The Black Dragon
Music from the time of Vlad Dracula (ca. 1431-76)


Cançonièr CNCD 02

February - May 2010
Muscletone Studios

1 - Von ainem wutrich der hies Trakle waida von der Walachei (poem by Michel Beheim,
contrafact by Tim Rayborn from Wol auf, wir wellen salfen by Oswald von WOLKENSTEIN   [4:04]

2 - Oswald von WOLKENSTEIN: Wol auf, wir wellen salfen   [3:36]

3 - Conrad PAUMANN: Mit ganzem Willen   [3:32]

4 - Volék sirolm tudotlon (13th century Hungarian lament,
contrafact from Planctus ante nescia by Godefroy de SAINT-VICTOR   [3:13]

5 - Azt gondoltam, eső esik (Hungarian / Transylvanian folk song after Ensemble Muzsikás)   [3:43]

6 - Instrumental on 'Azt gondoltam...' (arranged by Tim Rayborn and Annette Bauer)   [2:17]

7 - Dragaicuta (traditional Transylvanian)   [2:24]

8 - Estéli imádság. ‘A fényes nap immár lenyugodott...’ (late medieval Moldavian lament)   [3:02]

09 - Ugrčinska Ruchenitsa [Râčenica] (traditional Bulgarian dance)   [3:15]

10 - La danse du cleves (15th century French dance)   [1:54]

11 - Guillaume DUFAY: Lamentio Sanctae Matris Ecclesiae Constantinopolitanae   [3:43]

12 - Amoroso (15th century Italian dance)   [4:17]

13 - Ioannis KOUKOUZELIS: Voulgarikon (Byzantine kratima, late 14th century)   [6:12]

14 - Kyrie echechraxa (Byzantine sticheron chant for Vespers)   [3:30]

15 - Taksim, makam uşşak (Ottoman Turkish)   [5:48]

16 - Salvator noster (15th century Hungarian polyphony, Ms. A. 107, H-Bu, arranged by Cançonièr)   [3:22]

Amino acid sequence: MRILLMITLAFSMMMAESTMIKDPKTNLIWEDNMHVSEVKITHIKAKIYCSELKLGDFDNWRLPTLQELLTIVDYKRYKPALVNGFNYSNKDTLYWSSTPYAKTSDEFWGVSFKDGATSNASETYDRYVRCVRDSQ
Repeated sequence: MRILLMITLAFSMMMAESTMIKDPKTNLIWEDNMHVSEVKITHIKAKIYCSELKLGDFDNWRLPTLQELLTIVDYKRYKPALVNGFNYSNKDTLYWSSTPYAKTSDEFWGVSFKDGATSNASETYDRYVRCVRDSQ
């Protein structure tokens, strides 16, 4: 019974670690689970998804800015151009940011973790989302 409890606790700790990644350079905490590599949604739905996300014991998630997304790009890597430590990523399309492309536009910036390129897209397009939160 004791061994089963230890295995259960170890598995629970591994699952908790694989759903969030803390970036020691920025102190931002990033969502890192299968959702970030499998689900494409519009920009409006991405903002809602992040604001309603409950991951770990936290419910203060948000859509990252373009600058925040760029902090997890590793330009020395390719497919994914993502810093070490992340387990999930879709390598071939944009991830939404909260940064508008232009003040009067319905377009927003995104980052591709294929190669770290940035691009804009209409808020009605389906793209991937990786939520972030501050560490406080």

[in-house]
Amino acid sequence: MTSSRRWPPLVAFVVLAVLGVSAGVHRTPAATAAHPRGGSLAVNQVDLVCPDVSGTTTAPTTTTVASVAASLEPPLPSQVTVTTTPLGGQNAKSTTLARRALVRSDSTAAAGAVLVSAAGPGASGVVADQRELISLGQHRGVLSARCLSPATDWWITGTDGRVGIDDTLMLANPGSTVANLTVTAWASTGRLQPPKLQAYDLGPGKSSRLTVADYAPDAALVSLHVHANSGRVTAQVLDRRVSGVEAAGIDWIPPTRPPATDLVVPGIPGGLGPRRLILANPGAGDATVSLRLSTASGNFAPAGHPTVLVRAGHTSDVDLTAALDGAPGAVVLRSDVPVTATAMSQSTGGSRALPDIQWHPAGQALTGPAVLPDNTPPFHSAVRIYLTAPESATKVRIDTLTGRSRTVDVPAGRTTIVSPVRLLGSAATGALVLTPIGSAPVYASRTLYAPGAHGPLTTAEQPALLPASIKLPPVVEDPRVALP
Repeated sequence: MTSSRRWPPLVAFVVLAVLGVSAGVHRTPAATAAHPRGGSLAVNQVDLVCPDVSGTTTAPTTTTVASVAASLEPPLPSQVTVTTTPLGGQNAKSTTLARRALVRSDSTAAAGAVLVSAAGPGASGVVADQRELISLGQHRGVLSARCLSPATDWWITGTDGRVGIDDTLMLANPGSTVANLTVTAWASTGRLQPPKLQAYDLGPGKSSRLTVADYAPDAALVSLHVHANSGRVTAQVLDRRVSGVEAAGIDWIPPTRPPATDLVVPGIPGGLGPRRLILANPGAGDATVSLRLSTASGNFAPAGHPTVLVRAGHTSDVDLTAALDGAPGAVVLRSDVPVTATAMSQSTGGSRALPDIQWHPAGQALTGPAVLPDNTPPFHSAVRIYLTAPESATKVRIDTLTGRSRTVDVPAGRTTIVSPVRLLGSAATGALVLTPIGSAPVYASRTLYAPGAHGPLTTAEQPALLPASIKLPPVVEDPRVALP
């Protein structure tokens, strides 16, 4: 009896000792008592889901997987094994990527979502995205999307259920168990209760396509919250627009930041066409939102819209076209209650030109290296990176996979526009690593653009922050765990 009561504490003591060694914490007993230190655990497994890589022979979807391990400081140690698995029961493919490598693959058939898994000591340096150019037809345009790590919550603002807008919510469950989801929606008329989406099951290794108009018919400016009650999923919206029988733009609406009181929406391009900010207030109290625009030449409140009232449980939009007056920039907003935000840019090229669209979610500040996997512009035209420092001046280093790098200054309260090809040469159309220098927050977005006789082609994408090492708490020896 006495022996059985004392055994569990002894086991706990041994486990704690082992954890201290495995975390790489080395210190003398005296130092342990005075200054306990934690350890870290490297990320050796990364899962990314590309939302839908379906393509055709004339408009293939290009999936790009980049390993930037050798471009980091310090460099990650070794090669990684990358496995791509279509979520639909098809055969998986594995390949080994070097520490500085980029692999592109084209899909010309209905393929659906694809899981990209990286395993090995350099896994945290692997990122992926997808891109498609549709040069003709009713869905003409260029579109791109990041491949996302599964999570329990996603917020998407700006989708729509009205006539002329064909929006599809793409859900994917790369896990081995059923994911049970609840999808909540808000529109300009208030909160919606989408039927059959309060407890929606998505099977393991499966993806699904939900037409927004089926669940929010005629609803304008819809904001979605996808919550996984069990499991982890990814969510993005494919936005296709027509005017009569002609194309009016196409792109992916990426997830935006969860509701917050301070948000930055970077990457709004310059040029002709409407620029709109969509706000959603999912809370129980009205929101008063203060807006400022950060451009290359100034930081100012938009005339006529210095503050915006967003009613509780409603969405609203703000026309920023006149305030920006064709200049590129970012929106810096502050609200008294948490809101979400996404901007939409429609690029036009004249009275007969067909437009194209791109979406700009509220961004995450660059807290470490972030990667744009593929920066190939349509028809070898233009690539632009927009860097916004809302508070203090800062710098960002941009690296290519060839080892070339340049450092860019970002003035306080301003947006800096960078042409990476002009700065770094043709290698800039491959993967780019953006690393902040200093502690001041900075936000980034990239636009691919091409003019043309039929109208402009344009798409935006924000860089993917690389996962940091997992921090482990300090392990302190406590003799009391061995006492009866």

17 - Von ainem wutrich der hies Trakle waida von der Walachei (poem by Michel Beheim,
contrafact by Tim Rayborn from Wol auf, wir wellen salfen by Oswald von WOLKENSTEIN   [3:53]


Annette Bauer • soprano recorder (#9), F-alto recorder (#1-3, 6, 17), G-alto recorder (#12), tenor recorder (#5, 13, 16), bells (#8, 13), voice (#11, 14), lute (#10), percussion (#15)
Phoebe Jevtovic • voice (#2, 4, 5, 8, 11, 14, 16)
Shira Kammen • vielle (#2, 7, 9-13, 16, 17), harp (#3-5), voice (#14, 16)
Tim Rayborn • voice (#1, 11, 14, 17), psaltery (#13, 16), citole (#3), lauta (#5, 6), 'ud (#15), tromba marina (#12), symphonie (#1, 17), percussion (#1, 2, 7, 9, 11, 17)



The fifteenth century was a time of remarkable change in music, as musical conventions and practices evolved from medieval to early Renaissance styles. It also was a time of major transitions in art, religion, politics, and technology. During this century, Constantinople fell to the Ottoman Turks, the printing press was invented, the Tudors took the crown of England, the Moors were expelled from southern Spain, Christopher Columbus sailed, Leonardo da Vinci was born and began to work, the Renaissance in Italy bloomed in full, and for a few years, a man who would become infamous ruled a small country called Wallachia in what is now southern Romania.

He was called Vlad Dracula (c. 1431 – 1476). His father, Vlad II, adopted the name Dracul ("Dragon") when he joined the Order of the Dragon, a chivalric order dedicated to crusading against the Turks in the Balkans. His son took the name Dracula, or “Son of the Dragon.” Dracula was, of course, partially the inspiration for Bram Stoker’s iconic anti-hero, though he was no vampire, but rather sought to repel the Ottomans by any means necessary, including brutal forms of torture and execution.

This album explores the rich musical cultures of Vlad's time, from both Eastern and Western Europe. Featuring Michel Beheim’s German poem about Vlad’s deeds, Italian dances and German songs, music of the Byzantine court, Balkan folk songs, Turkish classical music, the Lamentation for the Fall of Constantinople by Guillaume Dufay, and more!



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